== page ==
She could smell the jungle, the deep musty scent of loam and decay beneath the canopy. The biosphere crackled in her veins just as clearly as it laced the skies overhead with constant, fiery lightning. The planet’s natural defenses burned underneath the skin of each Uraru. Choma blood. Fire in the flesh. Rowri ran out from the walls. She tugged her robes up to her thighs and ran, inhaling the forest, to the very edge of the temple grounds.
There a row of shed’s waited, each woven from the Choma grasses and topped with a thick roof of fronds. She ducked into the nearest one long enough to strip, folded her robe and set it on the narrow shelf and turned, bared and with her Uraru raging, to face the jungle.
Rowri breathed in the wild. The beast roared and leapt forward, and she fell into it, dropped and changed on the way down. Her paws landed outside the shed, claws exposed and tearing at the soil. She bounded once to the thick foliage, twice into the cover and down the long slope away from the Grand Temple. Her silver coat covered bunching muscles, mottled and melding with the shadows of thick growth. Her body twisted through spaces between trunks, brushed aside thinner branches and snapped those that failed to yield.
She ran, down and away, and the morning echoed with her roaring. Birds scattered like flags in all directions, crimson, canary and emerald green. They fled the silvery cat that slipped like feral mist deeper into the Choma biosphere. Smaller beasts hunkered below rotting logs or scooted deeper into long burrows. Eyes blinked at the Uraru’s passing. Small voices chattered in her wake.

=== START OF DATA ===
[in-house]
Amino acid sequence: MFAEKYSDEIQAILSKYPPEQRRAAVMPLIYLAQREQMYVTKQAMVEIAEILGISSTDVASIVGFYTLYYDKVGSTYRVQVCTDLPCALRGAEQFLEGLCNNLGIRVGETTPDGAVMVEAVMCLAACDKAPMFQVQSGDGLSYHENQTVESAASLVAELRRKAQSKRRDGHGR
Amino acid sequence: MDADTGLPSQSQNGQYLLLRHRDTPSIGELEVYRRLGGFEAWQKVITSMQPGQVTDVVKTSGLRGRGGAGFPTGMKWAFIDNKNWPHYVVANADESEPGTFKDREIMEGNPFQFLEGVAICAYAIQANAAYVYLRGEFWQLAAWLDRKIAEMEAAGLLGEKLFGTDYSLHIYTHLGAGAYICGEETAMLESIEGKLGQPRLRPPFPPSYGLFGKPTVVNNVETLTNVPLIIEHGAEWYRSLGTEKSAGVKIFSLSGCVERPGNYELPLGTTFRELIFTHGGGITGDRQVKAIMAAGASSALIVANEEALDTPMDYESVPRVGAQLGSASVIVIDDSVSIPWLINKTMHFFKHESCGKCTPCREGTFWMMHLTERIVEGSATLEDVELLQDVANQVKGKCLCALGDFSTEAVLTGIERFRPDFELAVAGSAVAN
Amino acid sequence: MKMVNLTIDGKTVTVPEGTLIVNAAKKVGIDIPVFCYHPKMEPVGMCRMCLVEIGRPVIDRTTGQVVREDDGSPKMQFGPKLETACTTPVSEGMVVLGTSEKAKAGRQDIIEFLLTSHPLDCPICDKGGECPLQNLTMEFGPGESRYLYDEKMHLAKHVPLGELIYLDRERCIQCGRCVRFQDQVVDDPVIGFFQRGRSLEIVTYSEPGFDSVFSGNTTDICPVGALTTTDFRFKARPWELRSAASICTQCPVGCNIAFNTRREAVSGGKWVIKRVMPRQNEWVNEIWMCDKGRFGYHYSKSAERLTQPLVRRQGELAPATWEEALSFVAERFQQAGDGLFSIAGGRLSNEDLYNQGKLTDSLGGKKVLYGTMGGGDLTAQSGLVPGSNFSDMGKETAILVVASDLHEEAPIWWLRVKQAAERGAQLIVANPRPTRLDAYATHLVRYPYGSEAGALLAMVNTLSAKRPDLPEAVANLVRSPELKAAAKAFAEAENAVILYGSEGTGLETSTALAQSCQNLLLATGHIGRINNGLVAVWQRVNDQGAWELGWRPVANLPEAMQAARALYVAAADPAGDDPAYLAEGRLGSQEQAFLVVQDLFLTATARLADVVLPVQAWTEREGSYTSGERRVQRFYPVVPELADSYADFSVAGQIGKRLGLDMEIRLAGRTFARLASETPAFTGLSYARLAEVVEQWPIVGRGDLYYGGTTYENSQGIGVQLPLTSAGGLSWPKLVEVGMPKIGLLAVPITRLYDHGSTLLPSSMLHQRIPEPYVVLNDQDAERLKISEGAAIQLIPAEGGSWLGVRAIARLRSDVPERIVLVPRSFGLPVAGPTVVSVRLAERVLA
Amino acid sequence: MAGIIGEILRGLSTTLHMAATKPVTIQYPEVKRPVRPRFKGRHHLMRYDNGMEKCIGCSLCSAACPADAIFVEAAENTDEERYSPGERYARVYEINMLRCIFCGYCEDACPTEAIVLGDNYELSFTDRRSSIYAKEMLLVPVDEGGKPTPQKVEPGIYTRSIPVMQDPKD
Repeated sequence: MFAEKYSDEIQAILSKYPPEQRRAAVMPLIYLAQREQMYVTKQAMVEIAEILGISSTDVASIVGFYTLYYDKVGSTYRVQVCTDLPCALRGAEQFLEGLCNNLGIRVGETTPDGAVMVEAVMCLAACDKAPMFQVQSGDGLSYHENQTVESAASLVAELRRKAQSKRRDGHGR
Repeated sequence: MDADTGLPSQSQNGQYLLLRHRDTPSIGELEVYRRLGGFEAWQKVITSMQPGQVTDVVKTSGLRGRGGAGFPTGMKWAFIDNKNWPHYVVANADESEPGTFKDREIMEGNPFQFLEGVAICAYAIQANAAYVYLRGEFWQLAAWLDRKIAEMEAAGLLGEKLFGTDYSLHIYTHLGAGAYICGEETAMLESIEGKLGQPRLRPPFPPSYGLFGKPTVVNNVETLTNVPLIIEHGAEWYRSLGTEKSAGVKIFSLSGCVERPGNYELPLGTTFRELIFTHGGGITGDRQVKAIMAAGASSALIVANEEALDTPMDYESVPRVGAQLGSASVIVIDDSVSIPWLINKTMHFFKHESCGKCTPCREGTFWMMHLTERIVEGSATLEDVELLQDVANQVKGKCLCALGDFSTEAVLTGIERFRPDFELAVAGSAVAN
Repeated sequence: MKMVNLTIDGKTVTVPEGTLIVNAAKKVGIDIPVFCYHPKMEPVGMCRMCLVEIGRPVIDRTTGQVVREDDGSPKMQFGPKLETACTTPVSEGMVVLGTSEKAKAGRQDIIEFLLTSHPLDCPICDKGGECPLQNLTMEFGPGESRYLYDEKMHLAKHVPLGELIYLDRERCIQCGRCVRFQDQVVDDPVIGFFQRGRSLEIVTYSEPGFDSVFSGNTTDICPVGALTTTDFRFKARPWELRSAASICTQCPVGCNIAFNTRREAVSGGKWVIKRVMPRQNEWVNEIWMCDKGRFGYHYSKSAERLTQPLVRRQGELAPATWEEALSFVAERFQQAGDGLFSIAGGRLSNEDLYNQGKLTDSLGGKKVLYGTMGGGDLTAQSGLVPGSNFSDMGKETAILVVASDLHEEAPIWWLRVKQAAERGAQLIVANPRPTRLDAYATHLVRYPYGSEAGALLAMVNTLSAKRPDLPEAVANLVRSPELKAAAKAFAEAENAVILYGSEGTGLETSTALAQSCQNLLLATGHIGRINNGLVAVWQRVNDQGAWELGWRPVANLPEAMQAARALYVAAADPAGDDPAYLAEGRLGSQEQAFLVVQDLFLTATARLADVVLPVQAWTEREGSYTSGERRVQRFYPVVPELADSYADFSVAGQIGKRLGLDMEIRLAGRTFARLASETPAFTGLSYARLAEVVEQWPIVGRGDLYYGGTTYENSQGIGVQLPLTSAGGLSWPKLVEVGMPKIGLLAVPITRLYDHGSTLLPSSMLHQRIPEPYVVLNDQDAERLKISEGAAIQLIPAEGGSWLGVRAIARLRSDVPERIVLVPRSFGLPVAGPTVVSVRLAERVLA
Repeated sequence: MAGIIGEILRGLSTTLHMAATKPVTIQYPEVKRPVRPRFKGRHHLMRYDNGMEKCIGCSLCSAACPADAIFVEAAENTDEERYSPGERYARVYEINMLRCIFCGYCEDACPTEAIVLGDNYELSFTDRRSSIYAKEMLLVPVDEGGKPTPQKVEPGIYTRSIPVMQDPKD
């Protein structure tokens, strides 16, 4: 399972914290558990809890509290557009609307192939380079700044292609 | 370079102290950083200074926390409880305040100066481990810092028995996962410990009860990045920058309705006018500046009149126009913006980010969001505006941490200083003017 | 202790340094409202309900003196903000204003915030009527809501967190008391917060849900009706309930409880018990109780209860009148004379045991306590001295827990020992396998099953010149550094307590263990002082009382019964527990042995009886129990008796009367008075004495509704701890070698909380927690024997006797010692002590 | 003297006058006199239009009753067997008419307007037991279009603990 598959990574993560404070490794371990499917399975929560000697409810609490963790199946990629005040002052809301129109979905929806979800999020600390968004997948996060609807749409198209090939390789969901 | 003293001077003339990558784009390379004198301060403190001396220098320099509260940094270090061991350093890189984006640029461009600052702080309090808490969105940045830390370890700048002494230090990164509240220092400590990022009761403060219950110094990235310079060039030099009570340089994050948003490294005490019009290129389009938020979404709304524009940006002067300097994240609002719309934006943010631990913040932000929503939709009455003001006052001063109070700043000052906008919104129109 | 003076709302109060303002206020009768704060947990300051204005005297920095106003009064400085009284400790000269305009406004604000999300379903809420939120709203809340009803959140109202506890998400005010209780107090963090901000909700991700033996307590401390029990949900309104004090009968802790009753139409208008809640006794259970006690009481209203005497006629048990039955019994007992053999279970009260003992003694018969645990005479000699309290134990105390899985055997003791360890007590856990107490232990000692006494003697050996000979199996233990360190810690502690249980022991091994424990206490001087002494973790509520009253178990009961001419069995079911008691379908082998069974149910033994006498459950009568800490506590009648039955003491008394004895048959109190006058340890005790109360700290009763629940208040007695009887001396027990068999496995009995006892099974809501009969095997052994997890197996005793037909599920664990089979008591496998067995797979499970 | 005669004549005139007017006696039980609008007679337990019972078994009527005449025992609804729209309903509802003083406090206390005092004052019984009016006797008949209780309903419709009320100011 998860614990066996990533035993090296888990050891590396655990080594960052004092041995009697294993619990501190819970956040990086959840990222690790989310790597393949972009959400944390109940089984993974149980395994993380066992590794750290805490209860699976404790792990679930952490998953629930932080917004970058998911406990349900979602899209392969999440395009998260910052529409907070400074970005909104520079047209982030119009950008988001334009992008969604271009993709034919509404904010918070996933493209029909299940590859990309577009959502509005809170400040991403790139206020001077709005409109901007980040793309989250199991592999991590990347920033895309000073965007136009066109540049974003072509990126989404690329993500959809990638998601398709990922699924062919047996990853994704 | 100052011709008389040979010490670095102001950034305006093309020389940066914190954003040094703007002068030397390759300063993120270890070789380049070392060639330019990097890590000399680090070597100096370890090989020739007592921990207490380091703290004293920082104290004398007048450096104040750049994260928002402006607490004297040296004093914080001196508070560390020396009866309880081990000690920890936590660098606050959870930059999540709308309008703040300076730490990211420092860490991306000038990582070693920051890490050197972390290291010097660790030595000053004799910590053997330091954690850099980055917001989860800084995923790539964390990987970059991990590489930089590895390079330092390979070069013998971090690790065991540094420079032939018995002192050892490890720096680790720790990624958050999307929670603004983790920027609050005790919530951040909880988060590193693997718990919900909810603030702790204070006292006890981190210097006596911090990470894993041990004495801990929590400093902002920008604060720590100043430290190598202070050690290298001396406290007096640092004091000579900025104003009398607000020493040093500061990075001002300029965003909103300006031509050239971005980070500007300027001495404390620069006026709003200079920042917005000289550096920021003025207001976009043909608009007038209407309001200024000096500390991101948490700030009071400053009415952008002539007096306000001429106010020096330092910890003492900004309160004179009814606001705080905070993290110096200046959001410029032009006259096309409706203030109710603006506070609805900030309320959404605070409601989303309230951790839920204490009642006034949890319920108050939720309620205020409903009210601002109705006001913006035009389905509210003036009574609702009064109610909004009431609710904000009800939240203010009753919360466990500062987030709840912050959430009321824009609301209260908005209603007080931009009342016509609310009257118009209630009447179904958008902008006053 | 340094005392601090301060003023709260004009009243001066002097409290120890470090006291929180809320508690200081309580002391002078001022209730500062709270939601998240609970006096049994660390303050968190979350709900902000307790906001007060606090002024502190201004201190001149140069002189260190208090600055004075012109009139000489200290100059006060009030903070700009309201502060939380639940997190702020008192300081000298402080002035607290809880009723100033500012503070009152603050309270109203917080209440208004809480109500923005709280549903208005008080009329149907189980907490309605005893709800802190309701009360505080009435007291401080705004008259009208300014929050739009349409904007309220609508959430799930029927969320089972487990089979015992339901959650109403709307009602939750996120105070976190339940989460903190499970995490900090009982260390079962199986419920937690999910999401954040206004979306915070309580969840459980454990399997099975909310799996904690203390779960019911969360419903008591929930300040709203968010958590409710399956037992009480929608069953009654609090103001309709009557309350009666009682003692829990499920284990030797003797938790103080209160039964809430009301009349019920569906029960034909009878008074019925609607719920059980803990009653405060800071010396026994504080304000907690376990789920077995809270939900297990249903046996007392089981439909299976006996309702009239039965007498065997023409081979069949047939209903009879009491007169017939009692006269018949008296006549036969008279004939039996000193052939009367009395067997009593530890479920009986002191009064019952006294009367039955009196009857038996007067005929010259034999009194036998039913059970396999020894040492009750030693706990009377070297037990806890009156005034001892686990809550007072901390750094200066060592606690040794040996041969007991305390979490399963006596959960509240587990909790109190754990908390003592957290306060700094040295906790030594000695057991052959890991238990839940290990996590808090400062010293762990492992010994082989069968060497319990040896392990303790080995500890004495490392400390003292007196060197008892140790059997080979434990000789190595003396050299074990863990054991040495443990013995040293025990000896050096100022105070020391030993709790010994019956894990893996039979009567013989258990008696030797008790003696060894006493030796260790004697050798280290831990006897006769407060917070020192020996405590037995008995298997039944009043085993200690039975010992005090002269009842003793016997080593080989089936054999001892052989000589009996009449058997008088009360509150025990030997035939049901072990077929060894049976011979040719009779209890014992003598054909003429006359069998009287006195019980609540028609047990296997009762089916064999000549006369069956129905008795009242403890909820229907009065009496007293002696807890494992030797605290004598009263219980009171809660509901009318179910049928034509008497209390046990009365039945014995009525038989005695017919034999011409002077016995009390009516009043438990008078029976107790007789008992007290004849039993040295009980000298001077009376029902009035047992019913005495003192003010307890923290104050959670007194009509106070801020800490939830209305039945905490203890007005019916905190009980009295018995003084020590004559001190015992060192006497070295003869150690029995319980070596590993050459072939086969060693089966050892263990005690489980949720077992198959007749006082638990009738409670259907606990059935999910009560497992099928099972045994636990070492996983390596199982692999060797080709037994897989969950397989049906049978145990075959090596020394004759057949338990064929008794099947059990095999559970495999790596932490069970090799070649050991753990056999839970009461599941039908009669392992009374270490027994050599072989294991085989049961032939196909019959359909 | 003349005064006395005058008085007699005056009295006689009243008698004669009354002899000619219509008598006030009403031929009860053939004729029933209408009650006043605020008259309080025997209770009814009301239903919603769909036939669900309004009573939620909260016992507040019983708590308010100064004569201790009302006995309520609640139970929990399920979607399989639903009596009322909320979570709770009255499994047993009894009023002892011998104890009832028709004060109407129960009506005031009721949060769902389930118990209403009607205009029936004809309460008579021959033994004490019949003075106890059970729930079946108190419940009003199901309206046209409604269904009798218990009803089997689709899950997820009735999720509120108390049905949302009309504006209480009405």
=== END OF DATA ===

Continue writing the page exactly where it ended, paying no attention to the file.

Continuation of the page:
Rowri smelled them, but her belly was full of ham and the freshest Choma fruits. Still, she roared to the darkness and enjoyed the scent of fear all around her. Still her long tail thrashed through the brush. She bounded down the ravine, leaped like a missile over the wide creek at its bottom and climbed the far side. Weaving through the trees and vines and where they parted enough to allow it, jumping up and over, the cat emerged at the top of the far outcropping ready to run and run and only stop when the beast’s urges had faded to contentment.
The land here leveled out, stretching to the far horizon in a ripple of green foliage. The wind brought flowers and water, mould and the metallic tang of blood. Rowri posed on a spike of rock and gazed out. She meant to bolt, to chase her beast’s urges wherever they might lead and only return to the shed and temple gates when the setting sun drove her home. She meant to, but her cat’s eyes narrowed at the smear of black in the distance.
It didn’t belong there, hanging in the sky. The dark band that rolled over the farthest trees should not have existed. As if in protest, the boulder shook. The forest rippled more definitively, like a wave, like some enormous invisible hand brushed across it. The ground quaked, and Rowri tumbled from the rock into the cushion of fat bushes.
Her legs threshed the air. Her spine twisted and she rolled to the side and staggered up onto all fours. The jungle danced. Her nerves tingled and the fur along her back lifted to attention. Deep in her throat a rumble vibrated, but outside of her, the ground howled more loudly. Earth danced into the air, leaves drifted down from high limbs, and above them, a dense smoke rolled over.
It blocked out the sun. It choked her breathing. The world went dark and thick and everywhere she looked, Rowri saw sparks outlined against black ash.